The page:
Wednesday, July 25, 2018

BOOK SPOTLIGHT and REVIEW: The Golden Plates #1: Escape from Jerusalem by Michael Allred & Andrew Knaupp


ABOUT THE BOOK

The Golden Plates #1: Premium Edition-Escape From Jerusalem is the first issue of an adaptation of the fifth best selling book of all time, The Book of Mormon, which has sold over 120 million copies. This graphic novel/comic book adaptation was first illustrated in 2005 by award winning artist Michael Allred. Issue #1 includes: 29 full color pages as well as 4 pages of commentary from Michael Allred on what inspired him to step out of his successful career in the comic book industry to create the series. His decision to leave high paying jobs for almost a year to create The Golden Plates was hailed as “the biggest announcement in Mormon comics ever.” Allred described his work on The Golden Plates as “the most significant thing I’ll ever be a part of” and “by far my most personal work ever...this is something I simply had to do.” “Anyone interested in stories about human beings rising to their highest and most heroic potential will find that here...I’ve never been more alive with drawing anything in my life.”


The first 6 issues cover the first 145 pages (27%) of the Book of Mormon, from 1st Nephi through the Words of Mormon. This adaptation is a fun and enthralling to way to help older children and teens understand and enjoy the Book of Mormon in a format more advanced than simplified children's stories or scripture readers meant for young children.

REVIEW

I have mixed feelings about this short comic version of a part of The Book of Mormon.  I believe firmly that The Book of Mormon is a book of scripture revealed by God to the world for our benefit.  As such, the book is full of spiritual truths and insights about our Heavenly Father's plan for each of His children as well as numerous testimonies of the divinity of Jesus Christ.  The book is also full of stories of peoples who've lived before and their righteousness and wickedness.  It's clear from what I've read in the book that the authors and illustrator had good intentions as they created this adaptation.  The intention is clearly to provide a visual version of the stories told in The Book of Mormon.  The problem with illustrating a book that is believed to be true and is full of spiritual doctrine is creating pictures that are consistent with what we know and remaining true to what's revealed while filling in details that are not included.  While I believe that much of the first book (I haven't read the other books in the series) is well done, there were a few things I didn't agree with in terms of the way certain things were depicted.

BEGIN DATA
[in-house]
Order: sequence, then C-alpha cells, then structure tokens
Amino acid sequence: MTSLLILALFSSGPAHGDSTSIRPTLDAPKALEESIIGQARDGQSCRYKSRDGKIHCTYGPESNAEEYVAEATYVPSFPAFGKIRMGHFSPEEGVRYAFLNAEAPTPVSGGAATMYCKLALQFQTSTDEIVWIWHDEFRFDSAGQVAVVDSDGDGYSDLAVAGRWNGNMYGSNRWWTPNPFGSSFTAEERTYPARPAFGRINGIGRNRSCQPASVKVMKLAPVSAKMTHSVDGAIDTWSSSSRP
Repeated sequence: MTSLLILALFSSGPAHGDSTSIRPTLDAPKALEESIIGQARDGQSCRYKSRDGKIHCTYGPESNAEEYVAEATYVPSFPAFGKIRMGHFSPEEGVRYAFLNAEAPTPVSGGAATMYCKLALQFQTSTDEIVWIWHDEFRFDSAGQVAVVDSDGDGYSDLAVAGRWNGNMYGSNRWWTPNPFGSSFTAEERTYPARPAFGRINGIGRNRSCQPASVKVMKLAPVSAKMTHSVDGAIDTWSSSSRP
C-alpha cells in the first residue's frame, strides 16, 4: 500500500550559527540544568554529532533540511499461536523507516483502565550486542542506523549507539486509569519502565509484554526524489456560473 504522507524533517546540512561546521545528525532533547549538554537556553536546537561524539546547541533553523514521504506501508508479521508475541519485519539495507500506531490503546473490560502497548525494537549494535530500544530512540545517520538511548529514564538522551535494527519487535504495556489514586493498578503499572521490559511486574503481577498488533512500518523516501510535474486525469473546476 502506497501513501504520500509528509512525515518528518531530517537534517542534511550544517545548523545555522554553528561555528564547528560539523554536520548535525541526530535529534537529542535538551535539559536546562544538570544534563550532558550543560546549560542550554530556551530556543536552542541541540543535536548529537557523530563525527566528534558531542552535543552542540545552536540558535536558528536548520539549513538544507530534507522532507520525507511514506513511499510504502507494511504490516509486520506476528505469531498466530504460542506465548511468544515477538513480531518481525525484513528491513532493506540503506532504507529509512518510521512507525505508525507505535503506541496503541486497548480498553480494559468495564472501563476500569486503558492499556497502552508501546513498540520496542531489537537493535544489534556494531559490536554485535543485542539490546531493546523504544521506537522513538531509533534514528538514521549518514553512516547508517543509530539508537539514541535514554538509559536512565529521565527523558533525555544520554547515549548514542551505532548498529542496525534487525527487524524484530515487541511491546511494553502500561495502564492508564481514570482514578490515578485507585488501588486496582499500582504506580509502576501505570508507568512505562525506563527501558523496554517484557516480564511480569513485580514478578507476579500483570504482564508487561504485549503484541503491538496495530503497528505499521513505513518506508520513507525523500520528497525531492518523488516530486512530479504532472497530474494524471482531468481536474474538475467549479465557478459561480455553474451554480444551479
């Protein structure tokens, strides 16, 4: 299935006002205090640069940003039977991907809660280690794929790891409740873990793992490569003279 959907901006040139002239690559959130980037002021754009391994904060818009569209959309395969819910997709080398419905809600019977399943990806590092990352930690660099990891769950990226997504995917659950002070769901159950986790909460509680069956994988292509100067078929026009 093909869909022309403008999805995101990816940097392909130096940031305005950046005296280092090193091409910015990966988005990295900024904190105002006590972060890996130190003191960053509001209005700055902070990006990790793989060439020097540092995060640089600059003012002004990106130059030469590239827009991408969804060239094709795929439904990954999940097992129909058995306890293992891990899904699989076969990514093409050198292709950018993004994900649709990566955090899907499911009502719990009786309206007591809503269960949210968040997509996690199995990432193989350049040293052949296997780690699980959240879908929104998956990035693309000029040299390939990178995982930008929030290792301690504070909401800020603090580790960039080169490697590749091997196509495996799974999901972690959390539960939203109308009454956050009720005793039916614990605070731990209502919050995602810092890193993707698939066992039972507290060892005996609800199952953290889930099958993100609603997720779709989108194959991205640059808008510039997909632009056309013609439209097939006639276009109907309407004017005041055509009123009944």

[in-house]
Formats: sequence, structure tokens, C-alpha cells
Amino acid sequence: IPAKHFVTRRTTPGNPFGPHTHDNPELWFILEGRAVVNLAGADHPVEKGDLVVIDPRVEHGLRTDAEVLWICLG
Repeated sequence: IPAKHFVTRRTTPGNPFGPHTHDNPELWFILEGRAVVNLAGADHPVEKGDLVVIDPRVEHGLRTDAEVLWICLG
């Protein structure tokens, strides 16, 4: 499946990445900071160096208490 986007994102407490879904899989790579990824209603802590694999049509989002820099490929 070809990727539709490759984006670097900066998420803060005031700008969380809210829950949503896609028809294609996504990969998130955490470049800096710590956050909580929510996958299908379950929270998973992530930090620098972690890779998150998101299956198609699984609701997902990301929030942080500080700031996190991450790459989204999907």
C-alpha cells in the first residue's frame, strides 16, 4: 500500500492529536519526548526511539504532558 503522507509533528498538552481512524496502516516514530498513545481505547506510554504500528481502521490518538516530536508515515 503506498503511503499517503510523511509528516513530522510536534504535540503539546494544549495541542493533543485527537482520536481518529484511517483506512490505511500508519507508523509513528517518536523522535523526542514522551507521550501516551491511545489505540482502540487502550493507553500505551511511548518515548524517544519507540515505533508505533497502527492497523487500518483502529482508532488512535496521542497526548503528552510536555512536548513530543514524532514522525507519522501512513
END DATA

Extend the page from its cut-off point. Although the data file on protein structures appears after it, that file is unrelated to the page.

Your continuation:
The things I liked include the following:

  • the illustrations are bright and appealing.
  • the stories are fairly consistent with what's in The Book of Mormon.
  • the faith and struggles of the people are clear.
  • the illustrator has clearly tried to be as consistent with clothing and buildings and other details as it's possible to be.  He has clearly done his research.
The thing I had trouble with is the way some of the personal revelations that Nephi received were depicted as well as the angel that Nephi and his brothers saw when they returned to Jerusalem to obtain the brass plates/records from Laban.  The angel is portrayed in white robes with white hair, which I have no problem with.  The problem I have is the white glowing eyes and the windblown hair which makes the angel seem more like a ghost than an angel.  It makes him seem kind of creepy instead of powerful.  In addition to that, there is one occasion where Nephi receives revelation from the Lord but the revelation comes through the whisperings of the Holy Ghost, not through the appearance of an angel.  The illustrator has chosen to depict this by showing what is either supposed to be an angel or a depiction of the Holy Ghost.  That isn't accurate.  I would have preferred that Nephi just explain what he was commanded to do.

The other thing of concern is the use of invented dialogue.  This isn't unusual in graphic novel adaptations and in most cases I wouldn't be too concerned.  But when the content is supposed to be nonfiction or factual, invented dialogue adds an element of fiction, because we don't know what was actually said.  The dialogue though is clearly based on what is said in The Book of Mormon.  

Overall, the book is well done, but there are a couple of issues.  That doesn't mean however that the things that bothered me will bother everyone.  If that is the case you may enjoy reading this book.  I do recommend that you read the author's notes at the end about his reasons for the project and his thoughts and feelings about the source, The Book of Mormon.  Above all though I recommend that you go to the original source, The Book of Mormon, there is simply no adequate substitution.


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